The importance of keeping your word

| March 20, 2012

Staff writer - Maureen Gordon

We are all guilty of saying idle words; they sometimes just roll off the tongue. The world is made up of people with good intentions, good intentions are promises we make to ourselves or to other people but very often we cannot follow through with it. One day I am going to…….., I will make it up to you, you wait and see……  When I have the money I am going to buy you the biggest…….

You can complete the rest: What do you say?

They say talk is cheap why, because there has to be actions behind those words. How many of us can honestly say that we are men and women of our word, what we say is what we are going to do. A well-known proverb admonishes: be careful in what you say, measure every word; do not speak unless it is important that you do.

To an impressionable child, your word is your bond.  One of my young relatives often reminds me: “a promise is a promise.” Up until a certain age children see things in black and white terms so if you say you are going to do something, they literally believe you are.  Then several broken promises later they begin to understand the reality, an epiphany happens, they realise that adults don’t always mean what they say. They only say things to keep me quiet or to give me false hope but they never do what they say.

Photo courtesy unp.me

A parent tells their child I won’t be long I am going to the shops, that child waits for their mother or father to come back but they never return and as the years pass they are forced to build up lots of stories and fantasies about that parent in order to have a logical explanation for themselves, because this is the only way to cope with the feelings of being abandoned.  Although this is a drastic example there is also truism in the tale, these things do happen to children.  Maybe it happened to you, or you have had promises made to you which have been broken many times, and therefore you have a hard time trusting people who make promises.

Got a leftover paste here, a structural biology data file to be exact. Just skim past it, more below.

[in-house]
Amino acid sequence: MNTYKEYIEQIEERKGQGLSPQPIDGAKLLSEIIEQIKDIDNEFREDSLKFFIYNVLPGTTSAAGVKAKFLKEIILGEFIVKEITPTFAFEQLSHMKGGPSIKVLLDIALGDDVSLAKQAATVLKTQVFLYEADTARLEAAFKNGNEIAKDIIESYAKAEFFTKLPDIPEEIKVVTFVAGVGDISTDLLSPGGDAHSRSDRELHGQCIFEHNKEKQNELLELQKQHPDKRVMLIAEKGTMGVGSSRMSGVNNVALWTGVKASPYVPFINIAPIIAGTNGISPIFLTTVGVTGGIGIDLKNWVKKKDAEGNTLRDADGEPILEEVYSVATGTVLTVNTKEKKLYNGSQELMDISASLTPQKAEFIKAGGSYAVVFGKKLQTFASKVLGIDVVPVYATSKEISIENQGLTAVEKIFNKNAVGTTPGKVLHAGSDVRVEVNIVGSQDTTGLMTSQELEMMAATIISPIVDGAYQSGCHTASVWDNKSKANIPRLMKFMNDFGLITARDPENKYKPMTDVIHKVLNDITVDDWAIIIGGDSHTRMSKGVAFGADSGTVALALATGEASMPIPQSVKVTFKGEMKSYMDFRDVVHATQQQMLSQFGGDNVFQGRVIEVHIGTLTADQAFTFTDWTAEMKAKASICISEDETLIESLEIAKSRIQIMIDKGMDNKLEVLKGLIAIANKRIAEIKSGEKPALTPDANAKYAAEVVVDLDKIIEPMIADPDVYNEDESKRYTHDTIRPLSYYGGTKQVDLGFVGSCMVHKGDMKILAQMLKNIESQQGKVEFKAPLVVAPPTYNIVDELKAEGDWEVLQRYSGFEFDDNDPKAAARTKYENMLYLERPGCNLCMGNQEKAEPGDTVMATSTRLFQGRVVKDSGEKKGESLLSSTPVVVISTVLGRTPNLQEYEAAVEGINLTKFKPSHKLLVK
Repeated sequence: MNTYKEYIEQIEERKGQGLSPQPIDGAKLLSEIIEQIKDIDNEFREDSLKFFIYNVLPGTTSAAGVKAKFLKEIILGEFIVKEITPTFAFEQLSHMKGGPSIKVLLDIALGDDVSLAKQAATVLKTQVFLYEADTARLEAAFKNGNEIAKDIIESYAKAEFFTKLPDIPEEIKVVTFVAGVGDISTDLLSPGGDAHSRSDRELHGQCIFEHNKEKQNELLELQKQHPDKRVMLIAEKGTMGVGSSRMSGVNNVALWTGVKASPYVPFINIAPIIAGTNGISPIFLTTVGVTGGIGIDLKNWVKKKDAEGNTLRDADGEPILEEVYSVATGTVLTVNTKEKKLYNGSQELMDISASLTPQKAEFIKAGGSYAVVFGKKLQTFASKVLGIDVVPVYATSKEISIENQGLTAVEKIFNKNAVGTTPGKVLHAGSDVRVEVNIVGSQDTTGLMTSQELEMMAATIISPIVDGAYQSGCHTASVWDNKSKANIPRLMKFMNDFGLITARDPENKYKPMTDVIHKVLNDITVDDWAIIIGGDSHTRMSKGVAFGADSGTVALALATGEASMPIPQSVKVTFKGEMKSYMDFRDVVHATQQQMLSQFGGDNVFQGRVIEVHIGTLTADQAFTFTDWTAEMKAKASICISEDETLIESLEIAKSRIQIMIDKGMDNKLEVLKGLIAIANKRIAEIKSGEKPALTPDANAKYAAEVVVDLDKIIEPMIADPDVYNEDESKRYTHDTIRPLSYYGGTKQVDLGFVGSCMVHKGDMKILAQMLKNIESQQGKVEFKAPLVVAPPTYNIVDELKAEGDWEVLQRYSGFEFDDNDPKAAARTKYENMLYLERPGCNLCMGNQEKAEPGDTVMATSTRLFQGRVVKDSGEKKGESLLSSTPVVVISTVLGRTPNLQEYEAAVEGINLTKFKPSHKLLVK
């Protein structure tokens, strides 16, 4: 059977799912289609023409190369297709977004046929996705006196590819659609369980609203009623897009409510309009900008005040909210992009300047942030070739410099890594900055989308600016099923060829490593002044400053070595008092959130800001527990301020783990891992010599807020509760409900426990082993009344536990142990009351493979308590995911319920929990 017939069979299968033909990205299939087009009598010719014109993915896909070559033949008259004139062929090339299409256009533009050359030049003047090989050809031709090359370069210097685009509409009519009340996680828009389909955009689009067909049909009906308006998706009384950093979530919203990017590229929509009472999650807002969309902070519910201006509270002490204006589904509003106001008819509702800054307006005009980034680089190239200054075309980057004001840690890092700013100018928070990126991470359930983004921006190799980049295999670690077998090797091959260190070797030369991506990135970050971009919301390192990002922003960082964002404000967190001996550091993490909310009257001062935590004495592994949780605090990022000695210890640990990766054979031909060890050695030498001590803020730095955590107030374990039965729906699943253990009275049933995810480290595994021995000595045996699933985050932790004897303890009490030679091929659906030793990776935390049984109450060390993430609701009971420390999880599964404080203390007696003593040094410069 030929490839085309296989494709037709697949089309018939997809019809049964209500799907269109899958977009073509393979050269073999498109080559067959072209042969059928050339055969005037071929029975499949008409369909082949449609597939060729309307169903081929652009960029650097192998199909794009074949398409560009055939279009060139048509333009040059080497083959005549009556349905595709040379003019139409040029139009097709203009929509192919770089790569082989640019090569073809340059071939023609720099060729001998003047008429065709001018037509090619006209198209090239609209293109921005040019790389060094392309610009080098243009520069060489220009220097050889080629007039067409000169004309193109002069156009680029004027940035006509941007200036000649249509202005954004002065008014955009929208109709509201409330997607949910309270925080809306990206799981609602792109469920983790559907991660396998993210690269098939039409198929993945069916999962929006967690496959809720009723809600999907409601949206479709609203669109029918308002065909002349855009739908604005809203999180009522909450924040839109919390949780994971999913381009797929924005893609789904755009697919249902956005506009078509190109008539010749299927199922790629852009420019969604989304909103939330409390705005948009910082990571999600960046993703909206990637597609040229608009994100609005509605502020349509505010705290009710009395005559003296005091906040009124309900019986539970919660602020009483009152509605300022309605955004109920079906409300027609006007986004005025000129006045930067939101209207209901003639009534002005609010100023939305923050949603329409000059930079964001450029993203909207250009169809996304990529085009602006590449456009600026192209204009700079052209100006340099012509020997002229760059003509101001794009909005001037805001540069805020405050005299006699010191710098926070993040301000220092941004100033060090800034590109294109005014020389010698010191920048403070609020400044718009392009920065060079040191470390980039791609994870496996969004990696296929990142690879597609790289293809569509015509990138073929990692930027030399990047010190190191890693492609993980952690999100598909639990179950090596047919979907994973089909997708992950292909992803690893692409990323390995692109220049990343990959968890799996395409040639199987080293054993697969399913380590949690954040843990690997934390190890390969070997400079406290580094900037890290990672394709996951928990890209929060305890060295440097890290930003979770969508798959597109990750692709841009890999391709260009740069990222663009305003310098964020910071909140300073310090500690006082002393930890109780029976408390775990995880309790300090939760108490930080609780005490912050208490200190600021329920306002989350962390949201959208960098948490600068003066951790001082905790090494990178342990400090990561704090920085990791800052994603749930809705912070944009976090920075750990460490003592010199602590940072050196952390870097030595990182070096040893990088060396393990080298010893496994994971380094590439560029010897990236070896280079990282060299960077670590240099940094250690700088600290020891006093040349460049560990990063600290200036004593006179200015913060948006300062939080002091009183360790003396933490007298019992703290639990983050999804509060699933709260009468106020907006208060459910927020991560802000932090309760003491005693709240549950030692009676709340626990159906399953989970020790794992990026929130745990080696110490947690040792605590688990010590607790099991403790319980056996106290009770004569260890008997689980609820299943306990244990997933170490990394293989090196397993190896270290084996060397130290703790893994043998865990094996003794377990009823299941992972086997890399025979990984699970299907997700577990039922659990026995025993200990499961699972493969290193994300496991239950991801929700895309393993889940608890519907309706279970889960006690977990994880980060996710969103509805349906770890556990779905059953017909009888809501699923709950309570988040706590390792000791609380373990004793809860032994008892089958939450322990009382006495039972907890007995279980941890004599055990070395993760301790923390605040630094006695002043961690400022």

We need to be realistic about what we can and cannot do; our children will respect us for this in the long run. We will be giving them guidelines and a standard to live by. The words of an old song was “let your yes be yes and your no be no” So the next time you make a promise to do something make sure it is something you can accomplish. Especially if it is something you need to do for your children.

What do you think; I look forward to your comments

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Category: Culture & Society

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